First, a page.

It's International Scone Week 2022, where bloggers from all around the world unite to bake scones and share recipes through their blog posts. I've decided to bake some delicious and golden Pumpkin Scones for this event.
Thanks to Tandy from Lavender and Lime who is hosting #ISW2022 on her food blog. This is a wonderful reason to get stuck into some serious baking, and it's given me the incentive to bake some Pumpkin Scones, 3 dozen of them in fact, yes it's been a baking frenzy here, and Mr. HRK is loving it. They also freeze very well. Once you are organised, these scones are super fast to make and bake. This morning as one batch was baking, I made a second batch, and they were ready to place in the oven just as the first batch was cooked.
I've chosen to make an iconic Queensland recipe, Pumpkin scones. I'm calling it a Queensland institution rather than an Australian one as Lady Florence Bjelke-Petersen is best known for her Pumpkin Scone recipe. Even though she was the wife of a former Queensland Premier, Sir Joe, and they were prominent and quite controversial political figures, her scones are her true legacy. Regardless of any particular political persuasion, most women and men who bake scones often, know of her recipe, and here it is. I've been meaning to make these scones for years.
Before you start baking pumpkin scones, don your apron, and organise your ingredients, because my friends it can be somewhat of a fun flour fest in the kitchen during scone baking, particularly pumpkin scones because it is a moister dough. Flour needs to be spread over your kitchen bench or baking sheet, your baking tray needs to be spread with flour, and your hands need to be dusted with flour to make handling the scone dough easier. I even dipped my scone cutter in flour each time. Unlike some other scone mixtures, this one can be a little sticky, but still very manageable. I used a Jap pumpkin (Kent variety) for my scones. We bought a very large one which cost $11.00, from the farmer's truck on the weekend, but after three batches of scones, I am getting my money's worth out of this richly coloured, and flavoursome pumpkin. It's a beauty. Some people swear by using a Queensland Blue variety, but the Kent is much more available here where I live and we love to eat it baked, mashed, and in a variety of ways really.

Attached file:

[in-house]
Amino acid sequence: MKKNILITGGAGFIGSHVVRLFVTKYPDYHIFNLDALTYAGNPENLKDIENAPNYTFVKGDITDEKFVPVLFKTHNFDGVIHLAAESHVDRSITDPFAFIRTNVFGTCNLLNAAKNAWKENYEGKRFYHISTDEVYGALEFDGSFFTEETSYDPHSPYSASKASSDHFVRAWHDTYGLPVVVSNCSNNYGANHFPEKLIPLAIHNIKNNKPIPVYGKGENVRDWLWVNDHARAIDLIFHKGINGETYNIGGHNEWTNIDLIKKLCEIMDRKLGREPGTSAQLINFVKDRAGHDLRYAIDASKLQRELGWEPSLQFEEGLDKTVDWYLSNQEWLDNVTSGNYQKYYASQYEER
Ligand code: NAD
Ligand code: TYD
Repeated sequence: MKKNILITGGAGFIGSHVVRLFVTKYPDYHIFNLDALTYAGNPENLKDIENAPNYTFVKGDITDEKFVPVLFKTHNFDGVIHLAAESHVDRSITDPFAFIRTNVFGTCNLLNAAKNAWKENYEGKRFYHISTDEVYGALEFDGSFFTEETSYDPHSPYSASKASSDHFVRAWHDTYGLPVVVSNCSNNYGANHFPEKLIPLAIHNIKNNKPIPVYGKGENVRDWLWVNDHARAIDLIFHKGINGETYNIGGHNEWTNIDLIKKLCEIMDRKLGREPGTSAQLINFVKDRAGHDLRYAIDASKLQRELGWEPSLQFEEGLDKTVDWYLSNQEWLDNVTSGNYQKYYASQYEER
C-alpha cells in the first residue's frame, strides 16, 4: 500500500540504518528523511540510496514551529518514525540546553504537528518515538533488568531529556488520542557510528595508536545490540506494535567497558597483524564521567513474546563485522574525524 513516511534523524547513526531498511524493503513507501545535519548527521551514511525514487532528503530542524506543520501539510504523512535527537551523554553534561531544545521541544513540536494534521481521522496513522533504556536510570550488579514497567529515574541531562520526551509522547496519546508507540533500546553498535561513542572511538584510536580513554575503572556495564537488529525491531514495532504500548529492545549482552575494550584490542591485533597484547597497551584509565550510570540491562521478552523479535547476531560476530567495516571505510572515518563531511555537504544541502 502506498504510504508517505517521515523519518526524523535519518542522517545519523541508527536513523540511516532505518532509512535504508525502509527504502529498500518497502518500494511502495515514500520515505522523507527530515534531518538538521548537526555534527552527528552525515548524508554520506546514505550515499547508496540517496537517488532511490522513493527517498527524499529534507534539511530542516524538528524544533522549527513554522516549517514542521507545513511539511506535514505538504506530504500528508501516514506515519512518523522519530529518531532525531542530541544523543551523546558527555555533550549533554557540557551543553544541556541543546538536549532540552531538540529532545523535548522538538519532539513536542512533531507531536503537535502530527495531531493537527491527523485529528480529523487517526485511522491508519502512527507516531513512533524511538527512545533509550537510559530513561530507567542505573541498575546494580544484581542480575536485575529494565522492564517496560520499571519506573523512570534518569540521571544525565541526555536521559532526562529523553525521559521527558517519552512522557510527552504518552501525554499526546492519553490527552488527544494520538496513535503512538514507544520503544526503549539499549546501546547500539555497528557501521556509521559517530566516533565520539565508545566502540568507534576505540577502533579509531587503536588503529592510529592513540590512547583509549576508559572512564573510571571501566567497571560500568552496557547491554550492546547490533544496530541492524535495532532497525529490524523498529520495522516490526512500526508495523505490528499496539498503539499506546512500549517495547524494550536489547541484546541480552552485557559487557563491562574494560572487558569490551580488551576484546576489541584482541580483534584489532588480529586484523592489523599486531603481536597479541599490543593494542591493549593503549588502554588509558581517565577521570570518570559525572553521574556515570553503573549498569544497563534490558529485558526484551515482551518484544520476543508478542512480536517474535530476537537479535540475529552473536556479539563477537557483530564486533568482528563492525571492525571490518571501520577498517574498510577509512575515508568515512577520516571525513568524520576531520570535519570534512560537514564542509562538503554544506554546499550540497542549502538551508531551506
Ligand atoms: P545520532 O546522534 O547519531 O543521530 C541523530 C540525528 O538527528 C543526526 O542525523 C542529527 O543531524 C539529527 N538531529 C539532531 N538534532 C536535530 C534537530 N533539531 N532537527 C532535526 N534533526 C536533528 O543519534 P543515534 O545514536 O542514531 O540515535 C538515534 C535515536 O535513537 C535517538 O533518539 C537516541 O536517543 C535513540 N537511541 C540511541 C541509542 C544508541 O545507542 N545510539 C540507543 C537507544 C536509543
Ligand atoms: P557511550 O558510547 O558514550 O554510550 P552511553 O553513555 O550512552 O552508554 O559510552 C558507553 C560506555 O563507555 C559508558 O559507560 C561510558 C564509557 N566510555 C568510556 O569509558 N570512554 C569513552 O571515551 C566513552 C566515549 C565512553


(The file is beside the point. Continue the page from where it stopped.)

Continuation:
Before I started these scones I did some food research, as I always do, and compared different pumpkin scone making methods, including talking to a couple of friends, and I am confident that this recipe is the best I have found. The main thing is to ensure a minimum of liquid with your steamed pumpkin, and place it in a colander while it is cooling to allow all the liquid to drain. Iconic Australian cook, Stephanie Alexander suggests steaming the pumpkin until soft, then drying it off in the oven and then pureeing it. I haven't actually dried it in the oven, and I'm not using her recipe, even though it's very similar, however that tip is worth a try.
Before starting your scones, Lady Flo's words can guide you through the process:
"the most important piece of advice I always give to people attempting to make scones is that you must treat them with tender loving care. Don't knead them, instead press them lightly with your fingertips. This helps your scones to turn out nice and light."
Turn on your oven to 240 deg. C. scones need a very hot oven.
1 cup mashed pumpkin (cold)
1 tablespoon butter
1/2 cup sugar
1/4 teaspoon salt
1 beaten egg
2 cups self-raising flour
Beat together the butter, sugar, and salt with an electric mixer until light and fluffy. This won't be creamy.
Add the beaten egg, then the pumpkin and mix in.
Stir in the flour by hand until just mixed.
Turn the dough onto a very well floured bench, and pat gently with floured hands into a square shape, which is 3 cm thick. This square will measure about 15 cm by 15 cm., or even 16 cm.
Cut into rounds with your scone cutter. Scone cutters can vary from 5 cm to 7 cm, mine is 6 cm.
Place scones individually on a well floured tray.
Place the tray on the top shelf of a very hot oven (240 deg C - 250 deg C.) for 15-20 minutes
Remove from the oven, allow to cool on a cooling rack and serve with butter, or jam and thick whipped cream.
This is my very first batch made with a smaller 5 cm scone cutter as an experiment. These would be perfect for little folk for after school home baked snacks, and bigger folk who are trying not too eat too many, still very delicious.
- If the mixture seems dry, you may need to add 2 tablespoons of milk gradually, however with a wet mixture, just add an extra tablespoon of SR flour at a time until it is manageable. I added one extra tablespoon of SR flour to mine each to each batch because the pumpkin is very rich.
- The pumpkin needs to be cold and straight out of the frig when you start using it.
- The egg can be cold, not room temperature
- The secret is to work quickly when making scones
- A minimum of handling of the scone dough gives the best results
- 240 deg. C is the perfect temperature in my oven for baking scones, for 15 minutes
- I use my small electric mixer and beaters to mix the butter, sugar and salt together in a medium size bowl rather than my Kitchen Aid. This gives the best result as the mixture isn't large.
- About 250 g - 300 g of pumpkin will give you 1 cup of mashed pumpkin depending on the type of pumpkin